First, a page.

Editor’s note: We recently interviewed Hannah Nation, editor of the new book Faith in the Wilderness, a collection of pandemic sermons preached by Chinese house church pastors in the first months of the pandemic. She talked with us candidly about how Chinese Christians have a different understanding of suffering with Christ than Westerners tend to, and how she was personally challenged and encouraged by them in editing this book.
This is the second of a two-part series (read the first part here). The interview has been edited and condensed for clarity and length.
The Story Behind the Book
China Partnership: What is “Faith in the Wilderness” and how did it come into being?
Hannah Nation: The book is a collection of nine different sermonic letters preached by house church pastors through the early days of the 2020 pandemic. These sermons were preached evangelistically – the heart behind this was to have an old-school tent revival, but held in the digital space. These sermons come from online preaching events that house church pastors across China have been having.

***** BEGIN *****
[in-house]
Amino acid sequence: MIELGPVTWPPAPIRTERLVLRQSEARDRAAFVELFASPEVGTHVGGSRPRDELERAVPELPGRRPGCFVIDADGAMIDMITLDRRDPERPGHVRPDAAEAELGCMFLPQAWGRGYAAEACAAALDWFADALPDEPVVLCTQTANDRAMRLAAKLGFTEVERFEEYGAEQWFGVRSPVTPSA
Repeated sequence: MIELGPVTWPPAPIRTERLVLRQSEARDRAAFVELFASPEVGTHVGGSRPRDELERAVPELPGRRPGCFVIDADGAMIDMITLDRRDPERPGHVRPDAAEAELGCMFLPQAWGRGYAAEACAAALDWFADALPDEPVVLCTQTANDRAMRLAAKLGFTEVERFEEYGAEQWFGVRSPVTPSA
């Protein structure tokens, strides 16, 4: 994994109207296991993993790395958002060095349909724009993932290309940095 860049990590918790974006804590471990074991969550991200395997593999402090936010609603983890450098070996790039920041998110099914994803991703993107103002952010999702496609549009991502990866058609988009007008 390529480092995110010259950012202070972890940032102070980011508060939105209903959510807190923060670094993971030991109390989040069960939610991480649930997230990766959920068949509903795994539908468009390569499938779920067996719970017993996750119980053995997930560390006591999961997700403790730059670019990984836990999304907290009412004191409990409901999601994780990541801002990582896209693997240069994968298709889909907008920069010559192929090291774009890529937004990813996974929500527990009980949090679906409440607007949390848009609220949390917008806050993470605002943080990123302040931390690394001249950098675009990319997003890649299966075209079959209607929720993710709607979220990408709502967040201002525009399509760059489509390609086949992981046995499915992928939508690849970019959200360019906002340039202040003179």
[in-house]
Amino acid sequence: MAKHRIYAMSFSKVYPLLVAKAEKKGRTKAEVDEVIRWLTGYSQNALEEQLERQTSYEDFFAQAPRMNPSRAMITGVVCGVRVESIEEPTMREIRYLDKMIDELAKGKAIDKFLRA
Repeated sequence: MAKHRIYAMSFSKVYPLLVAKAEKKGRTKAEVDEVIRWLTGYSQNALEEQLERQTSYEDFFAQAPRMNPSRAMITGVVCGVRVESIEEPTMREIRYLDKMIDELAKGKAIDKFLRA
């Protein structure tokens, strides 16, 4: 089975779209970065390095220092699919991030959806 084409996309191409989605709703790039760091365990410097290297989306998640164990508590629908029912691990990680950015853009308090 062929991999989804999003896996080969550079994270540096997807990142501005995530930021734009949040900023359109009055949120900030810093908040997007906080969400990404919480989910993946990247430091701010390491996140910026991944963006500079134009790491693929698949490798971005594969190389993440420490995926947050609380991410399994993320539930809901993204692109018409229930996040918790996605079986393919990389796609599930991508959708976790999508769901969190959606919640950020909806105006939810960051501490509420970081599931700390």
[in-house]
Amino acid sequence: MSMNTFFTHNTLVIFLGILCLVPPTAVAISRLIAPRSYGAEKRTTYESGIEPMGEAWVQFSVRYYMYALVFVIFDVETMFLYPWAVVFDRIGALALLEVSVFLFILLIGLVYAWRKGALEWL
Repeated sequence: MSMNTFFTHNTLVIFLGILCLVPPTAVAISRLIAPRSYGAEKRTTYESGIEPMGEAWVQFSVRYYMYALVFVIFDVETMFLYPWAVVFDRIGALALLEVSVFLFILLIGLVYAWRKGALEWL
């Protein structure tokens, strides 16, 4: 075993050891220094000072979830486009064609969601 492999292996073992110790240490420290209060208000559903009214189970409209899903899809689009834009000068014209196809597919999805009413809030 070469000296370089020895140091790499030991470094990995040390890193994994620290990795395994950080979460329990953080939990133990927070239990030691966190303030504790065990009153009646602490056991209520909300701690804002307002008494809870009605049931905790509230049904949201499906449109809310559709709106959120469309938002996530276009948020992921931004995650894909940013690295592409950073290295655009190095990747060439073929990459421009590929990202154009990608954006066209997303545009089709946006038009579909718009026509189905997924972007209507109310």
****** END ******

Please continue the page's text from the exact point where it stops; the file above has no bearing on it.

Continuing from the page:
In these events, they are preaching both to Christians that need to be encouraged in their faith as they are suffering in darkness, but also preaching to those who do not believe. Chinese households are usually multi-generational, and most households are a mixture of believers and non-believers. These are open access preaching events, so Christians are probably the ones who hear about this and log on, but especially during lockdown, these believers likely had several family members listening in while they attend who do not believe or have not even heard the gospel.
Would You Pray With Us Today?